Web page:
A Project Manager’s job is to get their project done. On time and within budget. Period.
This is a trend I’ve seen in many places. The project manager fights for their project to a fault. They get the money and resources they need. They win the battle of conflicting priorities for shared resources. They take no prisoners and get things done. While in the process of doing it, though, sometimes they rob other projects and processes of resources, and that ultimately hurts the company significantly.
As a project manager, you can never lose sight of the fact that you work for the company, not the project. When there is a scheduling conflict, you have to ask questions and find out what the conflict is and what the importance of the other item is to the company. There are ultimately times when you should stand down and let the other people through.
Your stakeholders can sometimes make this a delicate balancing act. They will not always agree that the other project should be let through. Not everyone thinks in terms of the Company as a whole. You should take the time to explain yourself, though, and if you find yourself and what you believe is the correct thing to do in conflict with your stakeholders or, worse, project sponsor, take the time to escalate. Don’t do it in a contrary manner; simply consult the right authority in the company and ask which choice takes priority. Once you do that, report your findings and acquiesce to it. Refer to the higher decision and seek help from leadership in explaining things if necessary.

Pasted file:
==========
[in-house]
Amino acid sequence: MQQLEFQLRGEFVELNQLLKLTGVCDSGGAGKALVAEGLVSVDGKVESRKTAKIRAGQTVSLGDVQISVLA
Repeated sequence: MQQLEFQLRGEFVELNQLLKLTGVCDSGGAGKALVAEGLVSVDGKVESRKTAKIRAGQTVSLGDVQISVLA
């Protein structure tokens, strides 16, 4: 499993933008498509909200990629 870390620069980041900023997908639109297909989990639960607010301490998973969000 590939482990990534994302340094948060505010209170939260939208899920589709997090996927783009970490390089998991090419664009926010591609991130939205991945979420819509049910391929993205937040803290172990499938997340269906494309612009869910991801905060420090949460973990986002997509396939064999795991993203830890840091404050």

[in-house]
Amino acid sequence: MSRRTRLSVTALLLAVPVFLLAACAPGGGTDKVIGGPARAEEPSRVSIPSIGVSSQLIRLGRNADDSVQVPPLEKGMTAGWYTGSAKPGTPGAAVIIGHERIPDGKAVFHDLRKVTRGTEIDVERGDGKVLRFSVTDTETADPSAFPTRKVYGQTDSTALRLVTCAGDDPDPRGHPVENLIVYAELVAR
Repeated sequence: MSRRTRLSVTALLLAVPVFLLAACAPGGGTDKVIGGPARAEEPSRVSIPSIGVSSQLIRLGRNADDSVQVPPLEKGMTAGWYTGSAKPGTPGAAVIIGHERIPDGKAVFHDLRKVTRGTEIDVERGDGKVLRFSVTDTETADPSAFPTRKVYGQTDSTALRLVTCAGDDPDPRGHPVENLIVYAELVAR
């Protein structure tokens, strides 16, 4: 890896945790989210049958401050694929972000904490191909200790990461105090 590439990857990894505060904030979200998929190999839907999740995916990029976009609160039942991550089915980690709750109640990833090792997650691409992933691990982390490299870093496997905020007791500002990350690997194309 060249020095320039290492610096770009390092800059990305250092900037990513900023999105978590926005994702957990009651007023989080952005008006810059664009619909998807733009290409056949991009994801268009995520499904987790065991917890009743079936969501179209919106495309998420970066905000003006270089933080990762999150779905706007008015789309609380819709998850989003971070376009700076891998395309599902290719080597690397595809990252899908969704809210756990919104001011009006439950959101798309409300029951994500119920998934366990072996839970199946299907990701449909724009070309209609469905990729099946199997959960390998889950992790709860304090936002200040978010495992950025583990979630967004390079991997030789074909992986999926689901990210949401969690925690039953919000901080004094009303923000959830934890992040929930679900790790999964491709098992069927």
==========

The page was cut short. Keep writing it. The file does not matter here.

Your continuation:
Doing the right thing for the company is not always good for your project, but ultimately it is the right thing to do for your career. Demonstrating to leadership that you can think globally about the company will ultimately help your career.